UGANDA – The OCP Foundation, in collaboration with the African Plant Nutrition Institute (APNI), an affiliation of Morocco’s science innovation hub Mohammed VI Polytechnic University (UM6P), has inaugurated an initiative to support green-financed agronomy projects in Uganda.

The initiative aims to increase coffee production and boost the income of smallholder farmers working with Ankole Coffee Producers Co-operative Union Ltd (ACPCU) by leveraging green carbon finance to improve agronomy for smallholders cultivating coffee grains in the East African country.

Dubbed “Green Carbon, Livelihoods and Resilience in Ugandan Smallholder Coffee Systems,” the initiative will objectively conduct farmer-led experimentation for improved coffee yield and quality, diversification of coffee systems, and researching the potential for additional carbon credits created through adequate soil management practices.

A carbon credit is a tradable certificate or permit representing the right to emit a set amount of carbon dioxide or the equivalent amount of different greenhouse gas (tCO2e).

The type of credit is a financing tool that sustainable project holders can use to finance future products. This means a holder of a sustainable project that reduces emissions can sell the carbon credit to other companies to help them reach their carbon reduction goals.

According to a statement from UM6P, the project involves a long list of stakeholders from the public and private sectors, including Uganda’s Makerere University College of Agricultural and Environmental Sciences (CAES), and ACPCU.

Additionally, the National Agricultural Research Organization in Uganda (NARO), UM6P, the international NGO Producers Direct, and the Environmental Conservation Trust of Uganda (Ecotrust) are also part of the stakeholders.

Under the initiative umbrella, researchers and practitioners from the partner institutions met in Kampala and Mbarara, Uganda, between February 1 and 4 to deliberate on the project’s implementation and to share experiences on best practices.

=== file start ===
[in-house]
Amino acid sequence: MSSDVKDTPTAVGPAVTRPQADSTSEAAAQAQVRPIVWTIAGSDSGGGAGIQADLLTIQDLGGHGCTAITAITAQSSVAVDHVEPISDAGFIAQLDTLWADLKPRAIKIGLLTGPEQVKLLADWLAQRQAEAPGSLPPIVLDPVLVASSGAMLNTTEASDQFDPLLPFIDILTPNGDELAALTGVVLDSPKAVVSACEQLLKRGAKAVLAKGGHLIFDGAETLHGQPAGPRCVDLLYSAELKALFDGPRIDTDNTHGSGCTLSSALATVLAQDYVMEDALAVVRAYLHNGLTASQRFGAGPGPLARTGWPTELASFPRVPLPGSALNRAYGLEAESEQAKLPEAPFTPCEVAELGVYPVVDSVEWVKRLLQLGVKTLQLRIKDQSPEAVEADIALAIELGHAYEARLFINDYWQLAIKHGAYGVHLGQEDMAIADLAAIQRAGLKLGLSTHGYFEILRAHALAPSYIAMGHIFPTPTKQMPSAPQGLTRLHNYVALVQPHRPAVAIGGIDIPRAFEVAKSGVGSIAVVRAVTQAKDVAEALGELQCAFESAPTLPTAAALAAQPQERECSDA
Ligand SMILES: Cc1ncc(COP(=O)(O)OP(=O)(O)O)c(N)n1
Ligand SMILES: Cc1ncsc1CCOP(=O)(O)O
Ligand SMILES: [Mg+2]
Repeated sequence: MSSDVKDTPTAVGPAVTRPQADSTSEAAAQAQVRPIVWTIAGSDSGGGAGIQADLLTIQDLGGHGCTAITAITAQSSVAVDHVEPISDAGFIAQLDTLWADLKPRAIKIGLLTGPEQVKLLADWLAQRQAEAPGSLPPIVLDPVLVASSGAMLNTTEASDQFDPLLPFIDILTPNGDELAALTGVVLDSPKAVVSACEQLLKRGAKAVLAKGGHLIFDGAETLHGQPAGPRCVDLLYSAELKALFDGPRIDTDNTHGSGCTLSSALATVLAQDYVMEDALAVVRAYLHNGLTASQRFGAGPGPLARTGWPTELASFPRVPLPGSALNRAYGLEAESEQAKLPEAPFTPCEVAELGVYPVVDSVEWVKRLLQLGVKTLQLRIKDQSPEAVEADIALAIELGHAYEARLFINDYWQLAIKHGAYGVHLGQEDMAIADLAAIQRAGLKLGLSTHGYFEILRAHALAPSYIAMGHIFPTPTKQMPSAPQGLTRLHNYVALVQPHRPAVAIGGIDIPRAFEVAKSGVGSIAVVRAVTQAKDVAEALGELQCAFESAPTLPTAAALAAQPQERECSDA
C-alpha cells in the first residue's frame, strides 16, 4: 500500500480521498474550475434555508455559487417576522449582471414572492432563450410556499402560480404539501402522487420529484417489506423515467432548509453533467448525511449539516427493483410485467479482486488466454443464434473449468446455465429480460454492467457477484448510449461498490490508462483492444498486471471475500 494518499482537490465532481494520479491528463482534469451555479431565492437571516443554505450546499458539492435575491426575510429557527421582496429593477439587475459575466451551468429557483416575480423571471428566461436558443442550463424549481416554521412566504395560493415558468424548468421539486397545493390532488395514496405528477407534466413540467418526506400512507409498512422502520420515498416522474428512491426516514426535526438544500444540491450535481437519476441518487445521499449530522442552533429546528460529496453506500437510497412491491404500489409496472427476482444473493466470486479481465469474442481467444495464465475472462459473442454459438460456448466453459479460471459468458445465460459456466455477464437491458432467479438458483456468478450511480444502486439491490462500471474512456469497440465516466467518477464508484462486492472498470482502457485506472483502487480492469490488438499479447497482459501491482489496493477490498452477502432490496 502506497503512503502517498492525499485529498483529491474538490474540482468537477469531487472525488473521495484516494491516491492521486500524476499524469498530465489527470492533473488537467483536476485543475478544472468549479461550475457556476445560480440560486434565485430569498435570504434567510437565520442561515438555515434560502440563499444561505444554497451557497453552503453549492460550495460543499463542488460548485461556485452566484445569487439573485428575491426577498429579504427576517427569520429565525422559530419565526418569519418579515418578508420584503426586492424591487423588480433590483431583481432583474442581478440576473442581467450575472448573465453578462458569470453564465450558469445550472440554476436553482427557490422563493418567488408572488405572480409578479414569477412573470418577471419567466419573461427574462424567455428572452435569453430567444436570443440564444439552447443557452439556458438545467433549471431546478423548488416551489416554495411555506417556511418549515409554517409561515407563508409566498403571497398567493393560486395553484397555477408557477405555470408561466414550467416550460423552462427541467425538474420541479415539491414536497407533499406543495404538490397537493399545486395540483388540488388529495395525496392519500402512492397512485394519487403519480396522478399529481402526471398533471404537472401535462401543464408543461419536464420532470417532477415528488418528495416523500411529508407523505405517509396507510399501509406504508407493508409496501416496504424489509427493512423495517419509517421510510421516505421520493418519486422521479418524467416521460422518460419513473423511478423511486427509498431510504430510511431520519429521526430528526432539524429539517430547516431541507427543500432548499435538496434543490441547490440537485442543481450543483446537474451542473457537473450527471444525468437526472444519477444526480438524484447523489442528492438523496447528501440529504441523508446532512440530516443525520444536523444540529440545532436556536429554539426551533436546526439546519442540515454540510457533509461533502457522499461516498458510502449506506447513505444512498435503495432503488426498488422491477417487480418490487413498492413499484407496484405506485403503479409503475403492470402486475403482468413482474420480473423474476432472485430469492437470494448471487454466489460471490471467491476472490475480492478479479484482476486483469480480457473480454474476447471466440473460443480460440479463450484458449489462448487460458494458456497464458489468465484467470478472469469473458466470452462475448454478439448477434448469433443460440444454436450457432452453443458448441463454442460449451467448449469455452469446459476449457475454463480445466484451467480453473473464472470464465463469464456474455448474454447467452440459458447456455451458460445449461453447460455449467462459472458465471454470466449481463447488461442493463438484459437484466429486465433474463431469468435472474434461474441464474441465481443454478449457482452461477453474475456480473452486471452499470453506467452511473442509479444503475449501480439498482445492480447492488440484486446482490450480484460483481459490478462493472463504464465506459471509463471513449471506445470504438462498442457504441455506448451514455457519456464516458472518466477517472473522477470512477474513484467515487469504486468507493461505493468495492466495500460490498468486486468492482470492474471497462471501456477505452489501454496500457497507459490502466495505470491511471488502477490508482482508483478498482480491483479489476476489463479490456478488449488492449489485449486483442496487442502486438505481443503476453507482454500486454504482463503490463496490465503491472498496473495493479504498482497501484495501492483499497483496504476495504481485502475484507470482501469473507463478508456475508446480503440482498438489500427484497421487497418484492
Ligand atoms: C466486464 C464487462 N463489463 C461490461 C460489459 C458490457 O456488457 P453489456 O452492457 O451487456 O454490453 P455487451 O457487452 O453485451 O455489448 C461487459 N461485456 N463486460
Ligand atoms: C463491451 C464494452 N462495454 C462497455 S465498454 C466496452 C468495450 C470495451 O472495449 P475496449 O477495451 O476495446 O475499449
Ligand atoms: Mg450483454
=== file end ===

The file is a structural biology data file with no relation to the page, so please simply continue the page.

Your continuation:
The participating institutions hope the project will improve the know-how of stakeholders along the coffee value chain, address challenges related to climate change, and improve the production of ACPCU farmers in Uganda through NARO.

During the deliberation meeting, Bamuhangaine Nicodemus of ACPCU said: “The project comes at a time when coffee production is stressed with issues of climate change and its farmers are in strong need of adaptation strategies. The project will support efforts to, “avert the effects” of climate change on coffee production in Uganda.”

 “It is also important because it focuses on diversifying the incomes of farmers in a way that conserves the environment. Our project is designed to support farmers’ aspirations for their farms and to address the different shocks they often experience along the coffee value chain.”

Commenting on the initiative, OCP Foundation’s International Portfolio Lead, Hassina Moukhariq said apart from strengthening the collaboration among farmers leading to improved markets and better agricultural practices, the project will also “accelerate the diversification of opportunities.

According to Moukhariq, the diversification will strengthen the coffee system and new agriculture systems, helping Uganda “become an inspiring model for many other countries.”

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